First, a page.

Spend a Ben is back — virtually.
The promotion to support local businesses and nonprofits was launched in 2014 following the Carlton Complex Fire, when people were encouraged to spend a “Ben” — slang for a $100 bill — within the community.
The Methow Conservancy and TwispWorks have teamed up to jump-start the Spend A Ben campaign again, with the emphasis shifting to online shopping, according to a joint press release.
“Promoting the economic vitality of our Methow Valley business and nonprofit community is at the core of TwispWorks’ mission,” TwispWorks Executive Director Don Linnertz said in the release. “Partnering with the Methow Conservancy in this popular program is a great way we can collectively encourage people to support local businesses even if they aren’t open as usual.”
The two organizations are counting on people remembering the original campaign and its impact.
“We knew at that time that local businesses were hurting and we thought it would be helpful to have a campaign to remind people to pledge to spend some money in the Methow after the fires,” said Jason Paulsen, Methow Conservancy Executive Director. “It was a big hit.”
“Once we realized that the COVID-19 pandemic was going to have such a significant impact on the local economy, we started talking to TwispWorks about partnering up to bring the Spend a Ben campaign back,” Paulsen continued. “We’ve adapted it a bit so that the focus is on providing an on-line directory so people can spend their Bens from the safety of their own homes.”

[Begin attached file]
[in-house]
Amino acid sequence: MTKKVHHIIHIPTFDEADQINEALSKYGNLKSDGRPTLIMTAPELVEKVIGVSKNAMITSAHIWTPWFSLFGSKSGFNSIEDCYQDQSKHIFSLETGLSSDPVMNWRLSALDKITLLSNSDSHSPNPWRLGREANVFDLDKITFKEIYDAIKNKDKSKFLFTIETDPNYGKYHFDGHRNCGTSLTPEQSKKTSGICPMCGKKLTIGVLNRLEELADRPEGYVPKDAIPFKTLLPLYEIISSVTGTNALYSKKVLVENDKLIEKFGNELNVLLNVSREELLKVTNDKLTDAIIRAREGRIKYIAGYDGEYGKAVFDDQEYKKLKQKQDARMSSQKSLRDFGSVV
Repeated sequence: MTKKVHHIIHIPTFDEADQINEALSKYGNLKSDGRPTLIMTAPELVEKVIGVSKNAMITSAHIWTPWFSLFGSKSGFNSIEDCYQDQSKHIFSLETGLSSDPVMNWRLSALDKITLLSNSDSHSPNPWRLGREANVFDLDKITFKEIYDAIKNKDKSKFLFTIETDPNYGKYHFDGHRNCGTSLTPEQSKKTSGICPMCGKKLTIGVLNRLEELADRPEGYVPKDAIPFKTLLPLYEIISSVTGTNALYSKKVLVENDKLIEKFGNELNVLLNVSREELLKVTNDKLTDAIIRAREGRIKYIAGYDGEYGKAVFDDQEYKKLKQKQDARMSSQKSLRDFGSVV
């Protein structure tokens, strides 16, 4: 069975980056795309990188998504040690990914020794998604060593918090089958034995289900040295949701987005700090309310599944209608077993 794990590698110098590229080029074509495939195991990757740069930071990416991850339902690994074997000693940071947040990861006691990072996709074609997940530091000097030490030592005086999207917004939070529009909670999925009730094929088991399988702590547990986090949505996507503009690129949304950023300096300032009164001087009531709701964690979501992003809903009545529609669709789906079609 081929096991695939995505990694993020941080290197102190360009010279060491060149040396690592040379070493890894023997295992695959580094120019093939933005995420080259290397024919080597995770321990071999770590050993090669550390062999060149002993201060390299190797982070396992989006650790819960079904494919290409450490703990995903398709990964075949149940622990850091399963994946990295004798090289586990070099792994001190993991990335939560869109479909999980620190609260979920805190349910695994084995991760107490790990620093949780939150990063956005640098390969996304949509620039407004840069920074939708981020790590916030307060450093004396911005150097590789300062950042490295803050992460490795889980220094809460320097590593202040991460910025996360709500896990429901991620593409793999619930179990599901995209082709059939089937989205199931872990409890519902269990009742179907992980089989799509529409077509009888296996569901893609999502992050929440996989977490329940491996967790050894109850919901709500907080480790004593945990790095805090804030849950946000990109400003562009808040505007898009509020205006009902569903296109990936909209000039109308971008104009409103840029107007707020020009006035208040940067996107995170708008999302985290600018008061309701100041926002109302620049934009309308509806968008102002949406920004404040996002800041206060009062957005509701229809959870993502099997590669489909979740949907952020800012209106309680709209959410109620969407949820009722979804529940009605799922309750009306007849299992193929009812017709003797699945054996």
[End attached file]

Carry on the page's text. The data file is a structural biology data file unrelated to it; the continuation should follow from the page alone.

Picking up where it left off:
The Spend-a-Ben website, http://www.spendabenmethow.org, is where local supporters can make donations, buy gift certificates, or purchase merchandise. More than 50 local businesses and nonprofits are on the business directory, although the website acknowledges, “We’re sure any business in the Methow Valley would appreciate your support, so don’t feel limited to just this list.”
The campaign is adding businesses every day. On the site, people can “pledge” to spend-a-Ben in the Methow and have their name added to a growing list of “spenders.”
The name comes from a reference to Benjamin Franklin, who graces the $100 bill. “Of course, people don’t have to spend a Ben — a half-Ben or five Bens works, too,” Paulsen said.
Both TwispWorks and the Methow Conservancy see the campaign as a way to give back to a business and nonprofit community that has long supported their missions, according to the press release.
“Encouraging the Methow Valley community to reach out and support local businesses and nonprofits is the perfect complement to TwispWorks’ ongoing efforts to reach out and connect businesses to resources emerging as a result of this crisis,” Linnertz said.
“It may seem odd at first to have a conservation organization supporting a campaign for the local economy but the logic is clear to us,” said Paulsen. “We exist to inspire people to care for the land and the simple truth is people can’t care for the land if they can’t care for their families.”